DiCaprio sheds light on '11th Hour'
He admitted that his mega celebrity is a double-edged sword when it comes to drawing attention to the issues addressed in the film.
Leonardo DiCaprio sat down with The Hollywood Reporter and a handful of select film publications at the Hotel du Cap in Cannes on Saturday to discuss his upcoming environmental documentary "The 11th Hour." The film, which premiered in a special Out of Competition screening Saturday at the Festival de Cannes, uses a barrage of images and reams of interviews with the world's top environmental scientists to paint a bleak but still optimistic picture of the fate of our planet. "Hour" was directed by sister Nadia Conners and Leila Conners Petersen, who wrote the script with DiCaprio.
What was the most difficult thing for you in making this film?
DiCaprio: Trying to condense the vision of what these scientific experts are saying (about global warming) and trying to make it as clear and as emotionally moving as possible. Trying to condense a world of issues into an hour-and-a-half format in this film was the biggest challenge. But it was about giving them a platform where they didn't have to argue about the science. Because, and I keep stressing this, this is the overwhelming majority of the scientific community that believes in this. Not to have to be challenged about the science, about if their opinions were correct or if their opinions were valid. It was about them being able to express ideas and being able to give us, the public. Listen to the scientists and give us, the public, solutions for the future.
Q: People see films like "An Inconvenient Truth" and "The 11th Hour" and they wonder, 'What can I do'? What would you tell them?
A: It's voting, in a twofold way. You have voting at the booth for politicians that support green policies and endorsing by voting with your dollars. Endorsing new technologies, if you can, endorsing these companies to come up with cheap alternatives for the future. That's why personal action is important to a very large degree. I mean look at the sort of revolution with the Toyota Prius. I mean that has shown specifically to automakers that there is a demand for alternative vehicles and it has propelled the auto industry into the future with knowing that we can not go on with business as usual, with gas-guzzling vehicles. It's supply and demand ultimately.
Q: With "The 11th Hour" are you hoping to reach a different audience than Al Gore's "An Inconvenient Truth" just because of who you are and the kind of attention this film will get because of your involvement with it?
A: "Yes, I guess you could call it a different audience. I mean, I didn't want to make this an overly political film, where just because of your political affiliation, you think you are somehow responsible for this and are somehow to blame. There are political overtones in the movie, we do point the finger. But ultimately, it is not about preaching to the choir, about reaching an audience that already gets it and already wants to become active. It's about, I suppose -- and this is just about me following the lead of what the scientists and the experts have been saying -- it's the cultural transformation that needs to happened. It's a swelling up from the ground level from people that are going to have to demand action. It goes beyond whether you are a democrat or republican in the United States. It goes beyond that. It goes into the realm of every politician having to be responsible because there is such a cultural awareness about global warming and environmental issues that they have to deal with it."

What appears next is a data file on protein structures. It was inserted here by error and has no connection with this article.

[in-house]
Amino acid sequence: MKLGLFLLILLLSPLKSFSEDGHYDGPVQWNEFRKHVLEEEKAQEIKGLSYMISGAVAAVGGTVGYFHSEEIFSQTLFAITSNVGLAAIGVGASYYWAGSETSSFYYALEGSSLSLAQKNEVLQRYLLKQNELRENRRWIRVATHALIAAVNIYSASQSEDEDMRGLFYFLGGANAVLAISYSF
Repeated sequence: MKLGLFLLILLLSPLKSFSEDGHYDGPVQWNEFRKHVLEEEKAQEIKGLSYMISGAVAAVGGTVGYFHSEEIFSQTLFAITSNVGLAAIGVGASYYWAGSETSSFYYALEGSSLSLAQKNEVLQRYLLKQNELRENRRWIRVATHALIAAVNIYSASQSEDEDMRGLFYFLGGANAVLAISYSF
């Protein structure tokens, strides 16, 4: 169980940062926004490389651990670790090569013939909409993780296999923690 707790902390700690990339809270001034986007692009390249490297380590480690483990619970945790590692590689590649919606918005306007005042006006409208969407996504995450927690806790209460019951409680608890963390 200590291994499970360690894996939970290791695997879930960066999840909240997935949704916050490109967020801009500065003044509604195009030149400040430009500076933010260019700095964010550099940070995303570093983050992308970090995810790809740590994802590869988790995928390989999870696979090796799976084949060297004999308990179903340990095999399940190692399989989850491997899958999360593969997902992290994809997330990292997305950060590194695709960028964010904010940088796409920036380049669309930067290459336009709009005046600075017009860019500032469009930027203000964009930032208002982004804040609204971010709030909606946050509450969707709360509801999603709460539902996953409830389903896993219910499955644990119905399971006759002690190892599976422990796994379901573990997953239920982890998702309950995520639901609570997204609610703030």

Q: Are you worried that, because you are a celebrity, people could dismiss this movie simply because of who you are?
A: "I am completely aware of the fact that being someone from quote-unquote Hollywood will garner certain amount of skepticism and criticism as why should we listen to this person? I wanted to pose myself as a concerned citizen, not as an expert. I ask the questions and allow these people (the scientists) to give the answers. But you can also talk about the Hollywood community and about how they have traditionally been a part of a lot of great movements in the United States, going back to the civil rights movement or the peace movement. I don't think there's nothing wrong with that. As long as I don't pretend to be somebody who does have a degree, you know what I mean? But rather as a concerned citizen. Hopefully a larger audience will watch the film as opposed to if I wasn't involved with it.
Q: The film doesn't pander to a populist level. You get into a lot of pretty complicated detail in the film.
A: Well that comes down to the fact that these are extremely complicated issues and can't be put into a format of predigested baby food that is spoon-fed (the audience). These are complicated issues to wrap your head around, and we knew that. But ultimately the most important thing to us was whether you were emotionally moved at the end of the movie. And on a personal level, I believe that has been accomplished. Yes, a lot of the science is very hard to wrap your head around. But I was very clear in the movie. I want the public to be very scared by what they see. I want them to see a very bleak future. I want them to feel disillusioned halfway through and feel hopeless. And then when we get into the entire section in the second half when we talk about cultural transformation and a new way of looking at things and the alternatives or green technology and all these things, you realize there is great hope and there are options on the table. And hopefully the audience is moved and galvanized to do something about it. Hopefully.